Today’s toys are anti-creative

When I was a kid I did not always had al the toys needed to play whatever felt to play for the moment. Then I used cheers as cars and other stuff around in the house. I believe this is one of the reasons for why I developed my fantasy and are today working with workshops and make CEOs play on new markets. The toys that we did use back in the days where more of a box that you could get out of the box with (a build what you like concept). But if you go to a toy store today you will find a lot of boxes locked in “build this x model only” concept, with a total fantasy free handbook how to build it. This kids are growing into work life some of them will need a handbook ore maybe a lot of creative workshops to get business moving.

Today products are only tomorrow’s museum

If the new toys hit the market with a build in connection to kids brains then tomorrow’s workplace is going to be an interesting and creative business place. It would also make today’s computers, mobiles and other product to belong to a museum. I guess for most of us it would be the same situation as the grand old lady I was talking to at the train yesterday: “I could not believe that the television was real when I fist heard of it. Real moving pictures in our home.”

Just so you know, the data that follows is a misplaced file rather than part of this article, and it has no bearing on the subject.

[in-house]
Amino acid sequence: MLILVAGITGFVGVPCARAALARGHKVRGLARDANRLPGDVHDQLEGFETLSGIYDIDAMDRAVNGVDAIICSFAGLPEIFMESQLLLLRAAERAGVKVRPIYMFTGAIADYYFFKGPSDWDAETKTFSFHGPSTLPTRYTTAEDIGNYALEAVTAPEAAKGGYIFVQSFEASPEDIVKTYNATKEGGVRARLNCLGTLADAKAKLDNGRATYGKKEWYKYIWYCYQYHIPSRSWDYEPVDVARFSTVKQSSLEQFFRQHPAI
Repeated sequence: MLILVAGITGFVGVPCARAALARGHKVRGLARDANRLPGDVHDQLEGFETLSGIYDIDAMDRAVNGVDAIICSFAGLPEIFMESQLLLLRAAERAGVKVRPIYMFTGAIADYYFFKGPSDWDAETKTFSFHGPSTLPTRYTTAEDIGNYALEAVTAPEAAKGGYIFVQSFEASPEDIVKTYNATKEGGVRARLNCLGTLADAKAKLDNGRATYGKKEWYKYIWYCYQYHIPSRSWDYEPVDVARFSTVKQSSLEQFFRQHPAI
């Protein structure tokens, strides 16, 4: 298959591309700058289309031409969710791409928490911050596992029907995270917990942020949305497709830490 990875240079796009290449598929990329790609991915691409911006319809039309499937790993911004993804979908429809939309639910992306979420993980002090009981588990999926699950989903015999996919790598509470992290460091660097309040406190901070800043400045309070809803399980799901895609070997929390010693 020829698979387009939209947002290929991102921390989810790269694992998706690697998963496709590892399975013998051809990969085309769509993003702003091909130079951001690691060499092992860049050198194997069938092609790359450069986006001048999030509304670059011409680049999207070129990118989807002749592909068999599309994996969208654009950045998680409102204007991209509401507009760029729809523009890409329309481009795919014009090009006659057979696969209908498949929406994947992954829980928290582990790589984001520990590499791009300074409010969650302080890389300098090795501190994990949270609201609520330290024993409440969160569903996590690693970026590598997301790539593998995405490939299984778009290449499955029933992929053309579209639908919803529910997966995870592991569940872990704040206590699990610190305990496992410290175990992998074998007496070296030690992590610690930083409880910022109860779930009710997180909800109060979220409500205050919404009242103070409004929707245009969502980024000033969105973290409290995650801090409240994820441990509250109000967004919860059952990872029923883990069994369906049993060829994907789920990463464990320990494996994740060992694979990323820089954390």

When will Harry Potter release this kind of “brain connect” movie? How will computers and mobiles etc work then? Is this marketer’s dream, when they can build top of mind brands inside our heads? What do you think of the ethical issues of this new toys future? What do you think of the lady on the train? What were your favorite toys? Did you toys develop you creative thinking as a kid? MacDonald’s are spreading more toys than anyone on the earth, how will they mix the commercial needs with the ethical issues do you think?

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Egoists in paradise

Published by on augusti 7, 2006